What to Do When Sibling Rivalry Is Getting to You

If you're tired of living in your sibling's shadow or bickering all the time, or you're ticked that you're not getting an equal share of the resources and attention at home, the best thing to do is get your gripes out in the open. Talk it out with one or both of your parents.

When you do get ready to talk, time it right. Don't just run to your parents fuming over the latest nasty thing your sister said to you. Take some time to cool off first. "Talk when the issue is not happening at that moment," Goldenthal advises.

Also check that your parents are in the right frame of mind before you talk to them. "Not when they're super busy, not when they're tired," Goldenthal says. Prep them for the talk. "You want to say, I've got this problem I want to talk about. Is this an OK time?"

Explain the problem, but try not to yell at or blame your parents. If you storm into the room and scream, "You love her more than me!" you're not going to get anywhere. Calmly tell your parents how you feel in a nonjudgmental way. Say something like, "It really upsets me when you always tell me how smart Samantha is, but you never recognize how hard I work in school."

It might be that your parents don't realize they're treating your sibling differently than they treat you. Letting them know that it bothers you when they praise your sister or brother and criticize you might finally send them the message and make them stop doing it.

If your parents still don't get it, turn to another adult -- an aunt, coach, teacher, or guidance counselor who makes you feel good about yourself, Wolf suggests.

Have a Sister-to-Sister Talk

It can also help to go straight to the source of the conflict -- your sibling. When you're seething at your sister probably the last thing you want to do is talk to her, but sometimes it can feel good to get your problems out in the open.

Continued

When you do have the talk, be honest. "Say to the sister...'sometimes it makes me feel bad being in your shadow,'" Wolf says. Tell your sister that you love her and you don't want to fight anymore.

If you can be really mature and take that big step, you might find that your sister isn't at all like what you thought. Maybe she's not really stuck up. She might be just as insecure as you are. In fact, maybe she's only been mean because she's jealous of you. Telling her how you feel might change your whole relationship.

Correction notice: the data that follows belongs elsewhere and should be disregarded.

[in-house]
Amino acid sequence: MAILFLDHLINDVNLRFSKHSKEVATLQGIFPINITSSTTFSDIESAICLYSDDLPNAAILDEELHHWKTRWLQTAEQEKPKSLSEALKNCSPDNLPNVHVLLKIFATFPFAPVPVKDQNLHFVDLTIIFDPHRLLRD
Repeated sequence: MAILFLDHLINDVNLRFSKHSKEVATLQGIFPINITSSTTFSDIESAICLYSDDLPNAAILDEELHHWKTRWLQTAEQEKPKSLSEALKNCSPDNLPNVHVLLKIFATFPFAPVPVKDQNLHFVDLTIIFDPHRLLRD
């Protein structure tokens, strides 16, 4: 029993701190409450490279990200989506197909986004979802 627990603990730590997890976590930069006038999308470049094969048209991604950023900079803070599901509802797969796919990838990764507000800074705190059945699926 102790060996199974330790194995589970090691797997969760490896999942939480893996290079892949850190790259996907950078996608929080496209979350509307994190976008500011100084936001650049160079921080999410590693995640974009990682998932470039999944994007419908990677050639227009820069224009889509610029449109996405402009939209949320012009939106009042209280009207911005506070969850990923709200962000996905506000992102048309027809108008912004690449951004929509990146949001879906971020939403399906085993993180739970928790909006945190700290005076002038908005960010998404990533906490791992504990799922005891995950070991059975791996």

If talking it out with your parents or sibling doesn't work and you're really hurting, it's time to see a therapist or psychologist. They can give you tips to help you deal with your sibling squabbles.

Sibling Rivalry Doesn't Last Forever

As much as you might hate it, sibling rivalry is just a normal part of having a sister or brother. 

Living under the same roof with other kids is never fair. Not everyone is going to get an equal allowance or the same amount of TV time. An older sibling is almost always going to get more privileges. Inequality stinks, but you might just have to suck it up for a few years and deal with it.

Your relationships with your siblings might seem bleak right now, but they should get a lot better as you both get older. Believe it or not, a lot of sisters who absolutely hate each other when they're young grow up to be best friends.

Above all, don't let your self-esteem take a hit because of your siblings or parents. Remember that they don't make you special and unique -- you do. "It's important to know who you are, and not to let other people define you," Goldenthal says.

So your sister's a great athlete or has a gorgeous singing voice. So your brother's a brilliant student. You also have talents that make you special. Maybe you write amazing stories, or you're really good at yoga. Focus on your own successes, and you'll have less time to dwell on your siblings.

WebMD Feature Reviewed by Laura J. Martin, MD on January 06, 2011

Sources

SOURCES:

Peter Goldenthal, PhD, practicing psychologist in the Philadelphia area; author, Beyond Sibling Rivalry: How to Help Your Children Become Cooperative, Caring, and Compassionate.

Anthony E. Wolf, PhD, child psychologist in Longmeadow, Mass.; author, Mom, Jason's Breathing on Me! The Solution to Sibling Bickering.

North Dakota State University: "Living With Your Teenager."

Feinberg, M. Child Development, 2003; vol 74: pp 1261-1274.

© 2011 WebMD, LLC. All rights reserved.

Pagination